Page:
11:30 am – 12:30 pm – Session 2
Dr. StrangeLibraryLove or: How I Learned to Stop Worrying and Love (or, at least, Appreciate) Google
Virginia Connell, Concordia College
Concerned about college students’ small window of access to academic databases, wanting to genuinely promote life-long learning, and exhausted from providing constant cautions about worrisome places on the web, I decided I needed to re-evaluate my approach to internet life. Combining one of my wheelhouses with another, I put my undergraduate Philosophy major to work to create a 1-credit librarian-taught Humanities course that looks beyond the walls of campus to examine how we might bring our best selves to our lifelong use and evaluation of the internet and to our contributions to online communities. Exploring online has become a natural way to feed our curiosity, and this course is meant to heighten that curiosity; it is also meant to give students a variety of tools to feed that curiosity from a stance of actively using civic online reasoning. Given the wide gamut of topics addressed on the web, and given that I encourage students to investigate topics of interest to them, I am learning as much as they do. Our mutual interest in the larger topics of citizenship, community, family, work, and leisure in this class will help make information-seeking more meaningful over the course of a lifetime. Attendees of this session will be introduced to an alternative model for building information literacy skills, and will be able to explore ways to adapt one area of their interests to support another. Adapting parts of this class to reflect local needs, this class model could be adapted to all types of libraries; I will share assignments, timelines, and resources used in building the class.
Expanding Our Reach: Partnerships that Strengthen Communities
Patrick Leeport, Bemidji State University; Ara Gallo, Bemidji Public Library; Amy Karwoski, Bemidji Public Library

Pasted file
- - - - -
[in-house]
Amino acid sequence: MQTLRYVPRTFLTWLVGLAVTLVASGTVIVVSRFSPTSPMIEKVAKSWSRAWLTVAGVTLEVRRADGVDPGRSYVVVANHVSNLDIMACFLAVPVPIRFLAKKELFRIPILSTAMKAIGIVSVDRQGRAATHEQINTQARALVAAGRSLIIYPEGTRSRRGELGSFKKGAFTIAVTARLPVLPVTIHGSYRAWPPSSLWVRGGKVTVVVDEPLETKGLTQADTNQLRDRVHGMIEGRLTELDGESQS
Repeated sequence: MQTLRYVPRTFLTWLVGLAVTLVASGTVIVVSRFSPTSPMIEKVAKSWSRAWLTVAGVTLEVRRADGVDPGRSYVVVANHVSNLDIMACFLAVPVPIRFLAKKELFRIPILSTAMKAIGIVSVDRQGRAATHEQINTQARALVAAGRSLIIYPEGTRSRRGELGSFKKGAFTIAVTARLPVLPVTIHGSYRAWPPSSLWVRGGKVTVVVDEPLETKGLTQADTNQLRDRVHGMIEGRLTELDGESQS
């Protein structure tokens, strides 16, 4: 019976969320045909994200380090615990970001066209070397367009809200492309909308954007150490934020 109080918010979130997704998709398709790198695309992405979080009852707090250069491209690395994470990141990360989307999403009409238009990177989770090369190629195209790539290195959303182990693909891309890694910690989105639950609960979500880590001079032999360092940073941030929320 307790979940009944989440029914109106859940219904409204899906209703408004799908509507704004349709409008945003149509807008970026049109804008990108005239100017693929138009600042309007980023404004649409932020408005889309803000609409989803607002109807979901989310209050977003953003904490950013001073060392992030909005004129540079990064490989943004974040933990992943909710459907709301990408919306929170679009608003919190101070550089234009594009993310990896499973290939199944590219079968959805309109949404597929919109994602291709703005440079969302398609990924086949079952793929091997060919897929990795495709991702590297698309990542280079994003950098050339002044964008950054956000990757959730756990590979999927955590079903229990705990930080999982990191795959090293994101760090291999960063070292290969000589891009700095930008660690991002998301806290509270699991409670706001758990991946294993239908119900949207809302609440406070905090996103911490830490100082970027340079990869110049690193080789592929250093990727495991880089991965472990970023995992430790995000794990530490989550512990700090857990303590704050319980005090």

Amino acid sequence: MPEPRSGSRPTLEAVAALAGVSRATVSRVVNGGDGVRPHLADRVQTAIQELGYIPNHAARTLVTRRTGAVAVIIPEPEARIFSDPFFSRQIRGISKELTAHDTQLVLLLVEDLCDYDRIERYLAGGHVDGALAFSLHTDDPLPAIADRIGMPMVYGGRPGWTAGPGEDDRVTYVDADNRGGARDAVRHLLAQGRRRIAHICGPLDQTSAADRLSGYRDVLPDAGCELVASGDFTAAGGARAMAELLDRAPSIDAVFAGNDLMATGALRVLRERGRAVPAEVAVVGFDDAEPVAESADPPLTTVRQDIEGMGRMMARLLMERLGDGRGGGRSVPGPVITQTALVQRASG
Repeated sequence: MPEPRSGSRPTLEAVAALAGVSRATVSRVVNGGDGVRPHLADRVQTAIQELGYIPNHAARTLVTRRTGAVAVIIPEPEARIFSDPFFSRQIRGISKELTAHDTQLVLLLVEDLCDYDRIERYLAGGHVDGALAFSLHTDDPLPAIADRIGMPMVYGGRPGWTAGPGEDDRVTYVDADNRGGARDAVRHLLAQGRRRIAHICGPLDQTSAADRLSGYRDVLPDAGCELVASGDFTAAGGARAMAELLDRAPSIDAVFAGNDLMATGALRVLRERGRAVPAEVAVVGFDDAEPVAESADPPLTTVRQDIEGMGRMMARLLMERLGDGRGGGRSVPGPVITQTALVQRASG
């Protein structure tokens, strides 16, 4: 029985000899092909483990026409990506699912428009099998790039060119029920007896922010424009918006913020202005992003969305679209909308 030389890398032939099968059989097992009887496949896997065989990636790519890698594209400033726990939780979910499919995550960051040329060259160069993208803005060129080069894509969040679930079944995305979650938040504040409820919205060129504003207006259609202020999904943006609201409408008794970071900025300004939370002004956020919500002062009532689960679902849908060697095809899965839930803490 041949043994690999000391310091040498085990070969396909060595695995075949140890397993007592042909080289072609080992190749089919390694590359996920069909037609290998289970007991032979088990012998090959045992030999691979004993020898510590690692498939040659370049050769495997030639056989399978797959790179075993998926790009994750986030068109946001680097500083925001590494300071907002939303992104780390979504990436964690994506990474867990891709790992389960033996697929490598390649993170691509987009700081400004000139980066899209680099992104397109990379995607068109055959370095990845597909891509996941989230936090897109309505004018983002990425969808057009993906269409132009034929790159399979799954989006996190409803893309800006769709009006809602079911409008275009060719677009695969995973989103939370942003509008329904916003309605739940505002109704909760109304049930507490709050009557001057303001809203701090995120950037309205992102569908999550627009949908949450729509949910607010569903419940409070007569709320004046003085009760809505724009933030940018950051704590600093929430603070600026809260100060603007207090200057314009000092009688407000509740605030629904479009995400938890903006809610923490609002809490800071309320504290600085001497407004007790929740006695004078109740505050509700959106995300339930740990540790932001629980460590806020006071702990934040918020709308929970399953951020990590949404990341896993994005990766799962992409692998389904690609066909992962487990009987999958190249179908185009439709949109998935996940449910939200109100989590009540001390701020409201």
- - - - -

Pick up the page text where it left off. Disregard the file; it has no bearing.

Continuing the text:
The goals of our NEA Big Read project could not have been achieved without extensive community involvement. A collaboration between a public and academic library, as well as many other non-governmental organizations, involved community members in all phases of the Bemijigamaag project. Our presentation will focus on the process of applying for the NEA Big Read grant, selecting a title relevant to our region, engaging partners and community members in cultural dialog, and effectively publicizing events and programs that connected our patrons with a shared experience. Attendees will learn about our planning, implementation, and assessment processes for our Big Read grant. We will discuss more specifically, the selection process of our books, the decisions made in distributing grant-funded copies, relevant programming, partnership development, marketing and promotion, and cultural relevance in regard to our local indigenous population. We will also discuss the barriers we faced in partnerships and programming while planning and implementing the grant. Ultimately, this session would be useful for attendees considering wider programming and engagement opportunities within their communities.
Margaret Sullivan, St. Catherine University
The theme this year is “Mapping Our Identity” and how our identities can change due to external events. I would like to talk about the literature surrounding deaf patrons and how to best serve them, as well as introducing the idea that we have deaf librarians among us as well who work hard to communicate and help patrons to the best of their ability. There isn’t much research done specifically on deaf librarians, so I would like to open the door for discussion. This breakout session will help librarians understand different identities among them and how to best communicate what they need.
1:30 – 2:30 pm – Session 3
Teachers not Trainers: Cultivating and Claiming our Identity as Information Experts
Rachel Flynn, University of Minnesota Duluth